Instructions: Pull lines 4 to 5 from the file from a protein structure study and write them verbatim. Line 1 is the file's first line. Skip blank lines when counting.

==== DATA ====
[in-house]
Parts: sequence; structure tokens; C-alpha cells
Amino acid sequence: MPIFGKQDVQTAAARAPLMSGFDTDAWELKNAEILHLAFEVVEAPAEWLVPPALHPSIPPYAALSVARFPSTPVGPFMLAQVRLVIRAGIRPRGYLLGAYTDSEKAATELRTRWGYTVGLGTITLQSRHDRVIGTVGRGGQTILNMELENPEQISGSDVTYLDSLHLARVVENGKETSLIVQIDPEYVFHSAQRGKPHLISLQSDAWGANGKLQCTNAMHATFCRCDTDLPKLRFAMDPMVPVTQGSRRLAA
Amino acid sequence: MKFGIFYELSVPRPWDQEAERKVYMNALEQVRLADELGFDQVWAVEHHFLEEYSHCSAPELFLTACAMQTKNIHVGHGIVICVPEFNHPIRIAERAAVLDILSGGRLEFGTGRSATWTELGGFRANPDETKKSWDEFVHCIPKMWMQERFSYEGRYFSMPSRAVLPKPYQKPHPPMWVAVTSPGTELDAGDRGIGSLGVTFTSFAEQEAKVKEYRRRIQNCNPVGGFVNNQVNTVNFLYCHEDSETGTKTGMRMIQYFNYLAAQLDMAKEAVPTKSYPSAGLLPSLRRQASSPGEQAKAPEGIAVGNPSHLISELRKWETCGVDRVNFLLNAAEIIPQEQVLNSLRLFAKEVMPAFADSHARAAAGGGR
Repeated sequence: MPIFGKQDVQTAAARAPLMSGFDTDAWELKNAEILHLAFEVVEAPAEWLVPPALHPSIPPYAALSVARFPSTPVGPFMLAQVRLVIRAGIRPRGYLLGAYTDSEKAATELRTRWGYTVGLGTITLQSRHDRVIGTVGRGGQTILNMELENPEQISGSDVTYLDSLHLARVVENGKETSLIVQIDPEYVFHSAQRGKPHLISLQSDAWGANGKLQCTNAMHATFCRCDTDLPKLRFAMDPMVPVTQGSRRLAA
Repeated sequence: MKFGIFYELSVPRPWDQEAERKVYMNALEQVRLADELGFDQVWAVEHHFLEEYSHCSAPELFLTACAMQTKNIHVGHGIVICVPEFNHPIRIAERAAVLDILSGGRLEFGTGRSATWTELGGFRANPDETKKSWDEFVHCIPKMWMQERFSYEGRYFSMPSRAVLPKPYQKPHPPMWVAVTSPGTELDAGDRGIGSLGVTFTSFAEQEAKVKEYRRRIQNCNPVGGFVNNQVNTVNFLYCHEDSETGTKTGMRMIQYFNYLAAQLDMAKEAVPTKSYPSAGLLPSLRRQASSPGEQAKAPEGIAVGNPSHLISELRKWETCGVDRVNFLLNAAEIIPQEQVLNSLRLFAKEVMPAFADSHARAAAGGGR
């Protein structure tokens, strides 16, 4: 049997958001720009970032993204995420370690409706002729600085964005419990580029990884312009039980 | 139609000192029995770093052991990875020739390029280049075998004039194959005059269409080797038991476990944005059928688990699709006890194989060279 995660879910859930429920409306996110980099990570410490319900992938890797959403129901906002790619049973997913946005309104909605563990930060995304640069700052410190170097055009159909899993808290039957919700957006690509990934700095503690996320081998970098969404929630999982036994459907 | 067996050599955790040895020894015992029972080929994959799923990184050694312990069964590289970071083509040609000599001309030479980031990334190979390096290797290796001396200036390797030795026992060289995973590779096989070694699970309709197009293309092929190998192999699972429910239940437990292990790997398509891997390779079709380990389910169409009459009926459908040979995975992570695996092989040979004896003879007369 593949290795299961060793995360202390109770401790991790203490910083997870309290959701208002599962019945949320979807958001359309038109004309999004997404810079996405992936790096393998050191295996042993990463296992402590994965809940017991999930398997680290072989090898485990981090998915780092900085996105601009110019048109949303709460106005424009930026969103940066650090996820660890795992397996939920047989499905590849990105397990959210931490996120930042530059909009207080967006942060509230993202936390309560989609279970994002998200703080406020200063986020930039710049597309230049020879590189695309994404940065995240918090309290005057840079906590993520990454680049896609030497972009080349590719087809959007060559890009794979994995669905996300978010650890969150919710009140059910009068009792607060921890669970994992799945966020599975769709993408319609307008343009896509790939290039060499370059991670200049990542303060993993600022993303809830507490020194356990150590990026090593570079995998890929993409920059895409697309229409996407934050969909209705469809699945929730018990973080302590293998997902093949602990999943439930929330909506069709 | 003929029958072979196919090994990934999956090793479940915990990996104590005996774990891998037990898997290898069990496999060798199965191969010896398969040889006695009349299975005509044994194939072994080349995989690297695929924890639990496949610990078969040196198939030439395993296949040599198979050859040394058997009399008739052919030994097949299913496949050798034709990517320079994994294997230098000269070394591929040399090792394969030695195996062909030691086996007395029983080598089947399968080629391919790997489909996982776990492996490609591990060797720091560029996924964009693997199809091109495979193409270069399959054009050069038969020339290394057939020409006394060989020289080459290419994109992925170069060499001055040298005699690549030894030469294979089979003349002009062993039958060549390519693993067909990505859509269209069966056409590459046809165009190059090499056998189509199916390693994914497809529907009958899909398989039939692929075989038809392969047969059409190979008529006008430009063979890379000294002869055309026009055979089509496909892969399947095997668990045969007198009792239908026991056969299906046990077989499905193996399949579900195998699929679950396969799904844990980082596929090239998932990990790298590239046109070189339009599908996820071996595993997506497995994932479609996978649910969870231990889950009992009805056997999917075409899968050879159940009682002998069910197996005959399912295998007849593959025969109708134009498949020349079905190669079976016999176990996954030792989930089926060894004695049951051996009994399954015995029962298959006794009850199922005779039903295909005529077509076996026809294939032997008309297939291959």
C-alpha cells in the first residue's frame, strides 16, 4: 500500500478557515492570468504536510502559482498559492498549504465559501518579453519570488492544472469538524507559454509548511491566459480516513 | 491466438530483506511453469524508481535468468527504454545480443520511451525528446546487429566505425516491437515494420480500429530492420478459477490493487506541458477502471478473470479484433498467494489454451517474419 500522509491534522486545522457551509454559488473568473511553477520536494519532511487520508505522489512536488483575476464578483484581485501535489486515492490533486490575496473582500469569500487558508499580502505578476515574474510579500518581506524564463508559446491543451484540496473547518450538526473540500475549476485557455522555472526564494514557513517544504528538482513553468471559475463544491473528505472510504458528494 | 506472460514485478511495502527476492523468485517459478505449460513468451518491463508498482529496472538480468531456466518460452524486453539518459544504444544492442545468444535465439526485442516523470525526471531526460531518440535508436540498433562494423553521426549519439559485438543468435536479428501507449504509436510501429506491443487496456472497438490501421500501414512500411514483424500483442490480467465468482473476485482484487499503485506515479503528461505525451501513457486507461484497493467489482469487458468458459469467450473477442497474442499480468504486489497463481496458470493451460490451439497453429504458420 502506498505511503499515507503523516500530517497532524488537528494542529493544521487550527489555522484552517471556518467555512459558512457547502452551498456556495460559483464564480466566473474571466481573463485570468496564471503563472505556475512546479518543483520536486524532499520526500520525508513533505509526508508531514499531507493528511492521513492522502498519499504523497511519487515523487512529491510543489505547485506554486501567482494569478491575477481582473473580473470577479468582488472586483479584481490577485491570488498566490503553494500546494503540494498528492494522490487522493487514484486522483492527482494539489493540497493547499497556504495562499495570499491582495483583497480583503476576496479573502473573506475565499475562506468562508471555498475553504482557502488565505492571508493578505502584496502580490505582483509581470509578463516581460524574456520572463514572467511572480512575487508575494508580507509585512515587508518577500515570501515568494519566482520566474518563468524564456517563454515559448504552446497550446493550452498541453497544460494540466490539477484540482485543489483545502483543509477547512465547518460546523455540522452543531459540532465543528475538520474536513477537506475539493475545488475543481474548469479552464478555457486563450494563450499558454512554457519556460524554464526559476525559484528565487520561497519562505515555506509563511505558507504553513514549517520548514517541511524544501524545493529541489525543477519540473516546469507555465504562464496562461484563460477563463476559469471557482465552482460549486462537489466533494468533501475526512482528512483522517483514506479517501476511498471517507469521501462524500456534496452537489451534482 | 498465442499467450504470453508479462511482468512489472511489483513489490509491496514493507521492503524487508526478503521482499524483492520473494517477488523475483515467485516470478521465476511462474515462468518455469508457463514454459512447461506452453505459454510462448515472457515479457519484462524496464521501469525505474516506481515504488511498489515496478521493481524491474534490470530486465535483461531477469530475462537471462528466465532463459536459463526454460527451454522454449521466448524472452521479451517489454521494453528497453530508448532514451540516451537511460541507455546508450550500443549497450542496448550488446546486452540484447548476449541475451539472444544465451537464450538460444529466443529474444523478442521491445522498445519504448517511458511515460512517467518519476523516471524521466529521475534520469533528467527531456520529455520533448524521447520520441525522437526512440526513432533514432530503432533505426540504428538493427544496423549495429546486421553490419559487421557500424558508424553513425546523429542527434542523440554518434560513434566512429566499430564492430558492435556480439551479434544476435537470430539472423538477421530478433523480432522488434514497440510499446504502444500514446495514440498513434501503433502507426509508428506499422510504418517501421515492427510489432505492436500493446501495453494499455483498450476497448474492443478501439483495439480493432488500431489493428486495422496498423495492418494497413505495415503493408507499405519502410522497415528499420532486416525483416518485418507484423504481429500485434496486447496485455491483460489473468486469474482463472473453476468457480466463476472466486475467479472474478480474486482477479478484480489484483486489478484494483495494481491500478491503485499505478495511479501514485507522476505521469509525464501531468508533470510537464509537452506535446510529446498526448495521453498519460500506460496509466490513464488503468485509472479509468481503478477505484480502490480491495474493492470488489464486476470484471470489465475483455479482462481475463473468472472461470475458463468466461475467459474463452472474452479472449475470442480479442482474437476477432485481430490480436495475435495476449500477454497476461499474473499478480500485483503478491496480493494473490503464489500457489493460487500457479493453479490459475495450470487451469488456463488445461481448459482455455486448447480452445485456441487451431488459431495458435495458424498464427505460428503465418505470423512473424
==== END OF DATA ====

Amino acid sequence: MKFGIFYELSVPRPWDQEAERKVYMNALEQVRLADELGFDQVWAVEHHFLEEYSHCSAPELFLTACAMQTKNIHVGHGIVICVPEFNHPIRIAERAAVLDILSGGRLEFGTGRSATWTELGGFRANPDETKKSWDEFVHCIPKMWMQERFSYEGRYFSMPSRAVLPKPYQKPHPPMWVAVTSPGTELDAGDRGIGSLGVTFTSFAEQEAKVKEYRRRIQNCNPVGGFVNNQVNTVNFLYCHEDSETGTKTGMRMIQYFNYLAAQLDMAKEAVPTKSYPSAGLLPSLRRQASSPGEQAKAPEGIAVGNPSHLISELRKWETCGVDRVNFLLNAAEIIPQEQVLNSLRLFAKEVMPAFADSHARAAAGGGR
Repeated sequence: MPIFGKQDVQTAAARAPLMSGFDTDAWELKNAEILHLAFEVVEAPAEWLVPPALHPSIPPYAALSVARFPSTPVGPFMLAQVRLVIRAGIRPRGYLLGAYTDSEKAATELRTRWGYTVGLGTITLQSRHDRVIGTVGRGGQTILNMELENPEQISGSDVTYLDSLHLARVVENGKETSLIVQIDPEYVFHSAQRGKPHLISLQSDAWGANGKLQCTNAMHATFCRCDTDLPKLRFAMDPMVPVTQGSRRLAA